Based on this data, the researchers concluded that triple DMARD therapy is more cost-effective, and results in greater long-term worker productivity, than methotrexate monotherapy independent of corticosteroids, in patients with early-onset RA.
“We recommend triple DMARD therapy over methotrexate monotherapy in newly diagnosed RA patients, because of lower costs per QALY and in addition better worker productivity when triple DMARD therapy is compared with methotrexate monotherapy,” says Dr. de Jong.
Patients should talk to their rheumatologists to determine their best course of treatment.
The American College of Rheumatology is an international professional medical society that represents more than 9,000 rheumatologists and rheumatology health professionals around the world. Its mission is to advance rheumatology. The ACR/ARHP Annual Meeting is the premier meeting in rheumatology. For more information about the meeting, visit http://www.acrannualmeeting.org/ or join the conversation on Twitter by using the official hashtag: #ACR13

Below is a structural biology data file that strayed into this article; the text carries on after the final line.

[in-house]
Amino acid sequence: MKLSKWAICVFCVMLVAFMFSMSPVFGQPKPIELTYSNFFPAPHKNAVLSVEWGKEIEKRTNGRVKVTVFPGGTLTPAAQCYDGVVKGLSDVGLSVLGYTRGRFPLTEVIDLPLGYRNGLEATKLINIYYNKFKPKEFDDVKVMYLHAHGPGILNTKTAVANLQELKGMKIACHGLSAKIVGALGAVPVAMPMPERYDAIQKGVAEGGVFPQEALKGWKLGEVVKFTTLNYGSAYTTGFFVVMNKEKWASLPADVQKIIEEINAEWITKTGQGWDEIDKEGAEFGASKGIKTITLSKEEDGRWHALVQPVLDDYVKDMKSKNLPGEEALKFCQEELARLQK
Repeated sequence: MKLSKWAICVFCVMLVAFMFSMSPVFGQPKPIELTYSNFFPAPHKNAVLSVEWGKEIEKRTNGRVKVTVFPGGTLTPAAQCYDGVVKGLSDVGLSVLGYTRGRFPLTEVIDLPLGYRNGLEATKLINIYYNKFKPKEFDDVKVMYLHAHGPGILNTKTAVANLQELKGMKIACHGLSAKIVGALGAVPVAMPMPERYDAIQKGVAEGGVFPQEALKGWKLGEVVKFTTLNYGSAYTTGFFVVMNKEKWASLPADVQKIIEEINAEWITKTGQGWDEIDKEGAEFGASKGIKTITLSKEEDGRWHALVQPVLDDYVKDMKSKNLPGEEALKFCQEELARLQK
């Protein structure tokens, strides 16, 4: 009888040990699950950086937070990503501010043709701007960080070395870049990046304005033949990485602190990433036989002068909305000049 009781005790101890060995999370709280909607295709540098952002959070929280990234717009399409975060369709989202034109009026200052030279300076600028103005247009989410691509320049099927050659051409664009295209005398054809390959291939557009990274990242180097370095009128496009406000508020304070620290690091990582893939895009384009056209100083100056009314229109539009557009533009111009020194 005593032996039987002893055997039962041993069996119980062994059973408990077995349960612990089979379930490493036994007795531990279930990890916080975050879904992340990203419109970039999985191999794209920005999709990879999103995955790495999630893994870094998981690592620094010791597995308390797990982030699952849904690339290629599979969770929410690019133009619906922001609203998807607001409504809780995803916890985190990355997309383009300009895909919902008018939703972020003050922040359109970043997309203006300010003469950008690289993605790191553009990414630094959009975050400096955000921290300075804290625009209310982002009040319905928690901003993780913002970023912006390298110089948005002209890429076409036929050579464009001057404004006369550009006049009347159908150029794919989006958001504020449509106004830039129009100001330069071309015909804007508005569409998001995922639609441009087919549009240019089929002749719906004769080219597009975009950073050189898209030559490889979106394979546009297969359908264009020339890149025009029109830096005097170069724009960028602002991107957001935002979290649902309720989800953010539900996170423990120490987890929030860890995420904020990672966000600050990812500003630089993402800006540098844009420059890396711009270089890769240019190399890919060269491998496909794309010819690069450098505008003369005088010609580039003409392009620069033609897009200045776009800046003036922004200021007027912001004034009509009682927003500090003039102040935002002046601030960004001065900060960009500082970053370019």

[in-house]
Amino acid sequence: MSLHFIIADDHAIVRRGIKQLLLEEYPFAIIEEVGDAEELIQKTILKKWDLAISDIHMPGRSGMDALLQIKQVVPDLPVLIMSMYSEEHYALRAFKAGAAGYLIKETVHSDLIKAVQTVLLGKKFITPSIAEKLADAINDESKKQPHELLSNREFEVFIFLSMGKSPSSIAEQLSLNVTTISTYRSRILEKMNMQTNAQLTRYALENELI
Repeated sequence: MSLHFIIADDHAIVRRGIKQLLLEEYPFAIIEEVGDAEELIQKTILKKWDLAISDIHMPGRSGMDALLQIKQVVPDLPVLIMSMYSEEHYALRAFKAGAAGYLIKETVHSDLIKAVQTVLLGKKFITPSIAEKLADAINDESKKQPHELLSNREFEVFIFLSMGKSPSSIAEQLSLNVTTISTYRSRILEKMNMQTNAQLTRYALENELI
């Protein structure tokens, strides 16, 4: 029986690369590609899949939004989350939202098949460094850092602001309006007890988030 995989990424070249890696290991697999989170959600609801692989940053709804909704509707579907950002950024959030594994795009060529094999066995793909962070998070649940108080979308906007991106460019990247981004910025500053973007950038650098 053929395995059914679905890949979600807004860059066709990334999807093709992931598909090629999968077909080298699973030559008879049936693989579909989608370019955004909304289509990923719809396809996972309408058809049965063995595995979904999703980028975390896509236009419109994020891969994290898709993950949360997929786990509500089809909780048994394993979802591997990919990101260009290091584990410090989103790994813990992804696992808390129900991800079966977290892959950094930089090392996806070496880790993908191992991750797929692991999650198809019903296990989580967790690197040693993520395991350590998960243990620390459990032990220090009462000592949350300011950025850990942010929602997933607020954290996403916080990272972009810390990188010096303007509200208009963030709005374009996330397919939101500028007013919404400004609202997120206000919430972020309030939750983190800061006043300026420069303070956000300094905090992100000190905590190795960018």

Editor’s Notes: Dr. de Jong will present this research during the ACR Annual Meeting at the San Diego Convention Center at 5:30 PM on Monday, October 28 in Room 31 C. Dr. de Jong will be available for media questions and briefing at 8:30 AM Tuesday, October 29 in the on-site press conference room, 27 AB.
Abstract Number: 1772
Better Cost-Effectiveness and Worker Productivity In Triple DMARD Therapy Versus Methotrexate Monotherapy In Early Rheumatoid Arthritis; Cost-Utility Analysis Of The Treach Trial
P.H.P. de Jong1, A.E.A.M. Weel2, J.J. Luime1, P.J. Barendregt2, A.H. Gerards3, P.A. van der Lubbe3, M.H. de Jager4, P.B. de Sonnaville5, D. van Zeben6, B.A. Grillet7 and J.M.W. Hazes1, 1Erasmus University Medical Center, Rotterdam, Netherlands, 2Maasstad Hospital, Rotterdam, Netherlands, 3Vlietland Hospital, Schiedam, Netherlands, 4Albert Schweitzer Hospital, Dordrecht, Netherlands, 5Admiraal de Ruyter hospital, Goes, Netherlands, 6Sint Franciscus Gasthuis, Rotterdam, Netherlands, 7Zorgsaam Hospital, Terneuzen, Netherlands